Without acknowledging whether his wishes contradict the arrestees’ First Amendment protections, Detroit Police Chief James Craig said that he wants the men his team arrested “charged with crimes. … I’ve directed my officers to prepare warrants for these four individuals, and we’ll see which venue is the best to pursue charges.”

But to Bruce Schneier, a security technologist at the Berkman Klein Center for Internet & Society at Harvard University who talked to The Intercept, “arresting people for speech is something we should be very careful about.”

In Connecticut, Facebook user Kurt Vanzuuk was arrested after writing a post claiming that the Dallas sniper was a hero. Vanzuuk allegedly called for the police to be killed. He was later charged with inciting injury to persons over his post.

Ronald Medina, a New Jersey resident, was charged with cyber harassment after allegedly posting that he would “destroy the Perth Amboy police headquarters” on an unidentified form of social media.

Jenesis Reynolds, another Facebook user from Illinois, was also arrested for writing that she would “have no problem shooting a cop for simple traffic stop [because] they’d have no problem doing it to me.” Officers charged Reynolds with “disorderly conduct.”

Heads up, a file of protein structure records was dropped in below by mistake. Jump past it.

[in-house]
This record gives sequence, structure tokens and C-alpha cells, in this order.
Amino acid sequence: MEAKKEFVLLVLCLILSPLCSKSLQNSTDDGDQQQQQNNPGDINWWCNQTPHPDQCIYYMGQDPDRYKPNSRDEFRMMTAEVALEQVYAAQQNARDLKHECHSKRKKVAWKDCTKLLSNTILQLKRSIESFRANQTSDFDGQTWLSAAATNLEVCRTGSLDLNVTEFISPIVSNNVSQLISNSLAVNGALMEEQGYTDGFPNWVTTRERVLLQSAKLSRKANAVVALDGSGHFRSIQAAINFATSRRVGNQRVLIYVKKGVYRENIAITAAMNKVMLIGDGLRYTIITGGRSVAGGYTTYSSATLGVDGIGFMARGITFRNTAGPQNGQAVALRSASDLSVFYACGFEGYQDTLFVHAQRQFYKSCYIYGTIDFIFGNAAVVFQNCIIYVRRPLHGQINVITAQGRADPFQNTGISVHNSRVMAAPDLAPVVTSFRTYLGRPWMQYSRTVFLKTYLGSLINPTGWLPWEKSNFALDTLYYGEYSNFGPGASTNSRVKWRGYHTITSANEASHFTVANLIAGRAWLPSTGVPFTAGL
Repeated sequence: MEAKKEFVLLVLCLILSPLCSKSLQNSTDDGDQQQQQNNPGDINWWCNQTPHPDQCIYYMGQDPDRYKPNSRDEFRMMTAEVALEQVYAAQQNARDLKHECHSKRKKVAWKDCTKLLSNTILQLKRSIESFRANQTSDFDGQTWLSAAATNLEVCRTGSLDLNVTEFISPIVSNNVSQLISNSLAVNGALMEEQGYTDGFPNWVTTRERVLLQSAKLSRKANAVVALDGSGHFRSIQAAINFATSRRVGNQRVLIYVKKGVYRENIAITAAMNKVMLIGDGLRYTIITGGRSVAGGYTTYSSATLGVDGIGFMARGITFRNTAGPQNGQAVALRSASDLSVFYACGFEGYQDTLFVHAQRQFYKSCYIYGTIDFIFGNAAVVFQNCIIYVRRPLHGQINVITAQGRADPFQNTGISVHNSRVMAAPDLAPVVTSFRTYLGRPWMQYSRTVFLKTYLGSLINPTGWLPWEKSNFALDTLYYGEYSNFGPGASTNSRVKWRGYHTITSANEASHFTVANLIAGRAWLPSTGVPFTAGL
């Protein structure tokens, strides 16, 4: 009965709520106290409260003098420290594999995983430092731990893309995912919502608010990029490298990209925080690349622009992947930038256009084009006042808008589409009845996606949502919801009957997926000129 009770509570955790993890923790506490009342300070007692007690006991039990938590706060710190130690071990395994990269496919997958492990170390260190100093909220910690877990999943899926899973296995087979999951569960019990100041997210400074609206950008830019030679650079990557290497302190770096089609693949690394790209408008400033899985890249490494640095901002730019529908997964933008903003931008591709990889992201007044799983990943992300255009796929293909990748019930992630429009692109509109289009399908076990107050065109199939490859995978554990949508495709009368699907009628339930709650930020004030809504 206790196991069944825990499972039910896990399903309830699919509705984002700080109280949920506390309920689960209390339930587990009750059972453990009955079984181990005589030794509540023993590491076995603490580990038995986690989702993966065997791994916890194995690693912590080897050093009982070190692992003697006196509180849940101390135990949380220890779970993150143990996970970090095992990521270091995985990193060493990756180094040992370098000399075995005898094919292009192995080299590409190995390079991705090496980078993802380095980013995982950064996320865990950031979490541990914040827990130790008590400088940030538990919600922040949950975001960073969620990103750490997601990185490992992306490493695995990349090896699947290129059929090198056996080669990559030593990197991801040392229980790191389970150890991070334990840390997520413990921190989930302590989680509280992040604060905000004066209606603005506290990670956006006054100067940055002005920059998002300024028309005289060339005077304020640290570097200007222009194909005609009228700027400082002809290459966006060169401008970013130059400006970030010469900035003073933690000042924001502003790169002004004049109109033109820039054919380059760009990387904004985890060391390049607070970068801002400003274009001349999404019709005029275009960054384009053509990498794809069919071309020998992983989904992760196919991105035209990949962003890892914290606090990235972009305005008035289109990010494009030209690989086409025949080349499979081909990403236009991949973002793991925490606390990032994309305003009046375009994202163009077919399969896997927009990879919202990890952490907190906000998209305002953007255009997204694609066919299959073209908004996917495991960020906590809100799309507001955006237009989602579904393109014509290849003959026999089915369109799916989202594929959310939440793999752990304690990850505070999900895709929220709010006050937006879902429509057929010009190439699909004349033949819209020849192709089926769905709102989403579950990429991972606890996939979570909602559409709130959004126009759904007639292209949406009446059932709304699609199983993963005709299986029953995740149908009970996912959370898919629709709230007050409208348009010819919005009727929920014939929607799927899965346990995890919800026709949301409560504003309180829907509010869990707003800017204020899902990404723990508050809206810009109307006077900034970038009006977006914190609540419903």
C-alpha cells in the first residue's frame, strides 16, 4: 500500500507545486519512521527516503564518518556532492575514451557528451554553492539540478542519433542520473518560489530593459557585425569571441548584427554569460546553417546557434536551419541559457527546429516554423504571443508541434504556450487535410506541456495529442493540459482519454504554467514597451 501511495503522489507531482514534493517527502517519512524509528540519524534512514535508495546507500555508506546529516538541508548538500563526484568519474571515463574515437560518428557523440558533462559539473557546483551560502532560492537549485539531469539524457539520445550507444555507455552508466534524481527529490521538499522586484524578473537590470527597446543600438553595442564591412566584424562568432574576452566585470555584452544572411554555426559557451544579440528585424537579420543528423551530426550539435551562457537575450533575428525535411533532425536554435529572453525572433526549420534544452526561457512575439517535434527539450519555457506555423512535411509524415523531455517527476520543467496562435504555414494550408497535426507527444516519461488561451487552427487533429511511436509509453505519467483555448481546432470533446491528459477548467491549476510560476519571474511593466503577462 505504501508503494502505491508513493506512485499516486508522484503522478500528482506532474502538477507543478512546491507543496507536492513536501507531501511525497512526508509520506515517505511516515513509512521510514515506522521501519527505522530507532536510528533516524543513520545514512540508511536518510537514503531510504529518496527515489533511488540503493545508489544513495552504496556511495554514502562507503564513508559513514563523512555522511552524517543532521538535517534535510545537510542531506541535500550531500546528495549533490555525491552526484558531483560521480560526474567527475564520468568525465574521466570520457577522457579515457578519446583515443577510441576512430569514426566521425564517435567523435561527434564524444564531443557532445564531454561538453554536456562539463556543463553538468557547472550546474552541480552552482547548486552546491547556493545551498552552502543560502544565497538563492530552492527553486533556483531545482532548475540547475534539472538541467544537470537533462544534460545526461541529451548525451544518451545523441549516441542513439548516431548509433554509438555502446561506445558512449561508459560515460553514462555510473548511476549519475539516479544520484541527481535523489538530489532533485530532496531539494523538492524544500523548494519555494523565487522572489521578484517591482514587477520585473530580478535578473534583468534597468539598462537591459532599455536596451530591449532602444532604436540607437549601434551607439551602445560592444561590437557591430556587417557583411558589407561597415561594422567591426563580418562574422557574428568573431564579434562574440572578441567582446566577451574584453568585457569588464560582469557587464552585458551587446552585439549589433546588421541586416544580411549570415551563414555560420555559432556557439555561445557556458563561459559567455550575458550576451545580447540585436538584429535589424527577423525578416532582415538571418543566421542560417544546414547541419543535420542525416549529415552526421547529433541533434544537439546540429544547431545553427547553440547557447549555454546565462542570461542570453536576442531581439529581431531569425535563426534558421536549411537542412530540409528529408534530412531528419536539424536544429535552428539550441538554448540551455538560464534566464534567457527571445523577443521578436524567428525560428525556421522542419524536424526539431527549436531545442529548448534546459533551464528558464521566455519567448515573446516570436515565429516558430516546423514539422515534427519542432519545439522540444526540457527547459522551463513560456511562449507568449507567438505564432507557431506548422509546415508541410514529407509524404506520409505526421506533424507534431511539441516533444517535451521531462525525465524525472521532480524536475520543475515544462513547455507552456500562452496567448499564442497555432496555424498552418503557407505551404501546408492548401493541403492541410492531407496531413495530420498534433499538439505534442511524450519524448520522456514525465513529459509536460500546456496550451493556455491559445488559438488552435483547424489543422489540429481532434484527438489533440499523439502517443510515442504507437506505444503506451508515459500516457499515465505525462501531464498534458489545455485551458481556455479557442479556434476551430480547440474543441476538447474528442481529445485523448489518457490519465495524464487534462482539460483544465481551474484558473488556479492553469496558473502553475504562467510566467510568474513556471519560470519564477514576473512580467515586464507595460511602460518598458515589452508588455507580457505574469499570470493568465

While “posting that kind of thing on social media is a bad thought,” professor Larry Dubin of the University of Detroit Mercy School of Law said, “having a bad thought isn’t necessarily a crime.”

To professor of law at Northeastern University Daniel Medwed, “threats may seem more threatening to police officers around the country” after Dallas, which may cause law enforcement to go after inflammatory speech. “We might be seeing more arrests right now because the police will interpret that they have probable cause to make the arrest,” he continued, “But that doesn’t mean in the end that this will result in convictions.”

Whether social media posts are public or not, it’s hard to justify the arrest of an individual over offensive comments.

In an article for the Mises Institute, Andrew Syrios states that “when you’re popular, you don’t need freedom of speech.” He added that “resorting to the use of political force to silence adversaries is a sign of the weakness of one’s own position.”

If law enforcement leadership is serious about regaining the trust of the public, officers should act like the adults in this conversation. Resorting to force to restrain alleged enemies will only continue to hurt the reputation of US police. ​